This spell is not to be taken lightly. It is to be used when all other protection spells don’t seem to be working and you are afraid for your life or the lives of others. This spell is also for use against other witches that you feel may harm you. This can be cast at any time but if you would like to boost it you can do it during the Dark or New Moon, and on either a Tuesday or Saturday.

You Will Need:
• A picture of the person you are binding.
• A Black Candle
• Frankincense and Myrrh Incense
• Smudge Stick ( Sage or Sweetgrass)
• Dried Rosemary, Lavender, and Clove ( crushed during the ritual)
• Basic White or Black Thread.

Instructions:
Take the image of the person you intend to bind and begin wrapping the thread around it until everything but the persons face/eyes ( depends on if it is potrait or full body image you are using) are covered. Knot the thread in a way that you can dangle the image as if hung. As you are wrapping the thread around the image say these words.

I bind you now by heart and soul.
No harm shall come from one so cold.
Arms pinned down and voice restrained,
I take your ability to cause others pain.
May love fill your hollow empty days.
If not your magick and you shall part ways.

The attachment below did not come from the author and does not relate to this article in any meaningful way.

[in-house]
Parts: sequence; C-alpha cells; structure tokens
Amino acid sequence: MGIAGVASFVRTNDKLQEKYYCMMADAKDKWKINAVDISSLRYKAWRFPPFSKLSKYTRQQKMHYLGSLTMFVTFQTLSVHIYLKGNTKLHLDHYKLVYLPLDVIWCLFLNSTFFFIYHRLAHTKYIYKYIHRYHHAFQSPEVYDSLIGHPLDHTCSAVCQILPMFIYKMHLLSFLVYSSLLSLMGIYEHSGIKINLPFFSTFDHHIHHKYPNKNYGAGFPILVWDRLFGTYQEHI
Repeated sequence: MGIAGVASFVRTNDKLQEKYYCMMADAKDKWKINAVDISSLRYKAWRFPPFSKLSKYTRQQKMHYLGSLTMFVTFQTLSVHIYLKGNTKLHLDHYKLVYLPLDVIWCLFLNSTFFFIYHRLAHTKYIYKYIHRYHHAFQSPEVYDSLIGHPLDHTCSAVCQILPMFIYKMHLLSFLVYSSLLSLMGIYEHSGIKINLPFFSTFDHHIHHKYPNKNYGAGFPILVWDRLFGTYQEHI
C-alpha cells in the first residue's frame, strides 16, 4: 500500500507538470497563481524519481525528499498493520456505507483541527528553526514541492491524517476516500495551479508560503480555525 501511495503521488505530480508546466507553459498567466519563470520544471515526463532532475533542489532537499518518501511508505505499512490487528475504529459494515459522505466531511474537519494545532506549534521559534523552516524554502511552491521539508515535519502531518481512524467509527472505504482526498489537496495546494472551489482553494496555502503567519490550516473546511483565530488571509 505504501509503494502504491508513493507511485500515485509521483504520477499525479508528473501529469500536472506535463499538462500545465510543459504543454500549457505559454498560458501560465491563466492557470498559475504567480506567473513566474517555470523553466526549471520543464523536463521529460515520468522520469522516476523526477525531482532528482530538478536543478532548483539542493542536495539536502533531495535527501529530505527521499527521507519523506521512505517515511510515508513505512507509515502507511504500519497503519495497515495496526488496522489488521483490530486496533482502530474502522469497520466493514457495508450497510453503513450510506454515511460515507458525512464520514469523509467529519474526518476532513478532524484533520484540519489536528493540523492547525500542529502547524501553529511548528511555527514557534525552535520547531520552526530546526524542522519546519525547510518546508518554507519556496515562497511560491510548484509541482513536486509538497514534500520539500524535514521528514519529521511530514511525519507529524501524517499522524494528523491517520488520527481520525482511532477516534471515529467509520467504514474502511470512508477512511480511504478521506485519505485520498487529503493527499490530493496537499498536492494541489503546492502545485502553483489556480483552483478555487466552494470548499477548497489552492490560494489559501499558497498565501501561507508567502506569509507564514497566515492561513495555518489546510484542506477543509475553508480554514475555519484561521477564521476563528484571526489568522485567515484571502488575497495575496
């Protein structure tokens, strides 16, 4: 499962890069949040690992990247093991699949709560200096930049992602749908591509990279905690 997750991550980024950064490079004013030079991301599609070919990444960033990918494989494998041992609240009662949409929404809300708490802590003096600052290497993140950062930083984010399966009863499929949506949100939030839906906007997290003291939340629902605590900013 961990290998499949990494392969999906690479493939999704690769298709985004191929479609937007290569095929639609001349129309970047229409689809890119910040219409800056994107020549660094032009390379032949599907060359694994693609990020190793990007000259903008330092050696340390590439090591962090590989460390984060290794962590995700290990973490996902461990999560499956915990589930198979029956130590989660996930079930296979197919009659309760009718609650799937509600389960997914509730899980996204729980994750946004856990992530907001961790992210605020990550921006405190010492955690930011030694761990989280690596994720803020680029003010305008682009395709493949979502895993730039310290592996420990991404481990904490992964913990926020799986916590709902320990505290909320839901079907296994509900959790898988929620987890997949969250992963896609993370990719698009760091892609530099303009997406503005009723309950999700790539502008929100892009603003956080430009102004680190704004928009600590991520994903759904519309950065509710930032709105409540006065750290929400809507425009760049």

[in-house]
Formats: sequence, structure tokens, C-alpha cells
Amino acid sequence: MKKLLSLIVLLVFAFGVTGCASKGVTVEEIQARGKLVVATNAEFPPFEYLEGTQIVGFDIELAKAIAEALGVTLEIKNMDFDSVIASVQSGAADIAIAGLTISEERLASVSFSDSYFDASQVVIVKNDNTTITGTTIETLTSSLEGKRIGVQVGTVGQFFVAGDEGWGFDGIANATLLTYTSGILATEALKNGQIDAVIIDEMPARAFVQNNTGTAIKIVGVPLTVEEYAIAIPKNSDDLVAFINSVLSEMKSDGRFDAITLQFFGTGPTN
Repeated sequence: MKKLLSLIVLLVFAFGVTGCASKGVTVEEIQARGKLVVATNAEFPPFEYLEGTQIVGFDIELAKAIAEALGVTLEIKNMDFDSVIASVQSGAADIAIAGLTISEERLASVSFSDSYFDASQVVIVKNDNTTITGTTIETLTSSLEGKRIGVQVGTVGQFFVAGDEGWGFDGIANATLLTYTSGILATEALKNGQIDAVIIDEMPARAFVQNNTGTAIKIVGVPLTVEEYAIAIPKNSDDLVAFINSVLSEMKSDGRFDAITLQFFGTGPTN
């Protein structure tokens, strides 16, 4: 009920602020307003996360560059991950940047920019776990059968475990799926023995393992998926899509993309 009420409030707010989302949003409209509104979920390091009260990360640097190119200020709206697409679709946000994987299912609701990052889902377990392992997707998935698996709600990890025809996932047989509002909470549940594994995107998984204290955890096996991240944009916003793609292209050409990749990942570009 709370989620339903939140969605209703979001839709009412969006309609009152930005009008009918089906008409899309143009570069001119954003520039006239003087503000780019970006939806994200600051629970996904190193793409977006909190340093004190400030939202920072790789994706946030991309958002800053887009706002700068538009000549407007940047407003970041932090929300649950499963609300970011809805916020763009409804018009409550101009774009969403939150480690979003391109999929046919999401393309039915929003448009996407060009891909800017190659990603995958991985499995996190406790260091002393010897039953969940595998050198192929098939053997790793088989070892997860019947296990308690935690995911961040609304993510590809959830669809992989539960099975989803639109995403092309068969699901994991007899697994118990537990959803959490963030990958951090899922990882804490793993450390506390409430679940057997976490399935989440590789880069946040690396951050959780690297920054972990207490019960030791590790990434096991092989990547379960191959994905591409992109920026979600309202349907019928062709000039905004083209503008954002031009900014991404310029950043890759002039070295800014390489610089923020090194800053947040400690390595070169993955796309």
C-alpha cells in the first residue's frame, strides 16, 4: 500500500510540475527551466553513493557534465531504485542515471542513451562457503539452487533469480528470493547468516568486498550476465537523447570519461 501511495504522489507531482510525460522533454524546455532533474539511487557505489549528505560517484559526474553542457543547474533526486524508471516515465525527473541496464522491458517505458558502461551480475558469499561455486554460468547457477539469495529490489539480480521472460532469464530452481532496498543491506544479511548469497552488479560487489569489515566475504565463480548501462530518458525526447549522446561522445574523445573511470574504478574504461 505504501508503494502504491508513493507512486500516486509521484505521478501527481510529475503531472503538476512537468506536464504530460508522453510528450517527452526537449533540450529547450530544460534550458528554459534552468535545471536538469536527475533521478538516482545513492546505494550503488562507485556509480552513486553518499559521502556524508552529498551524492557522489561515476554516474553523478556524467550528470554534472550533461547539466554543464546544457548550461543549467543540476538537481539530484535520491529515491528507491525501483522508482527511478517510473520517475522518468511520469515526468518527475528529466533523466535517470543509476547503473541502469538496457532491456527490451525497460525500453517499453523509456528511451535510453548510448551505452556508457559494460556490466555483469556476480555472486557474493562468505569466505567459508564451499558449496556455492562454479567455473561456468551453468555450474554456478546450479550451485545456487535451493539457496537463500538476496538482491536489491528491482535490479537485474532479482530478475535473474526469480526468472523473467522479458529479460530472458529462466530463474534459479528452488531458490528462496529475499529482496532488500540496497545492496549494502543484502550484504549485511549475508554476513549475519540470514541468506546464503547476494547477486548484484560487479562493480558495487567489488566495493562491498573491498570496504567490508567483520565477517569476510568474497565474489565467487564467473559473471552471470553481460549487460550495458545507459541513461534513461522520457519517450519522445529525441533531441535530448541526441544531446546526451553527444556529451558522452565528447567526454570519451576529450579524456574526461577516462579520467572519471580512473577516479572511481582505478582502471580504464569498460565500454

Repeat these words as you dangle the image over the smudge bundle. Let the smoke become its own bindings on the person. Crush the herbs and ready them for burning, imagine and empower them with protection as you crush them. As you put the image over the incense and the smoking herb mixture, imagine the smoke binding and cleansing the person of hate. All the while repeating the words as a chant. Once the smoke is out or you feel it is complete, hold the image over the flame and set it and the thread afire with the words.

Fire purify, fire bind.
Once all is in ash,
No more hate shall they find.

Once it is completely ash mix it with the herb and incense ash. Take the mixture outside and toss it over your left shoulder, or let it go in a river if you have access to running water as such.

Walk away without looking back.

Source here

malign female demons

May 23, 2017

The Descent of Inanna

The suppression and control of female sexuality is not a new phenomena. Some of our the earliest extant writings, texts from Mesopotamia going back to the third millennium BCE, such as Inanna and the Huluppu Tree and The Descent of Inanna, offer evidence that woman’s body was subject to extreme ambivalence, non-procreative sex in particular being regarded with suspicion and fear.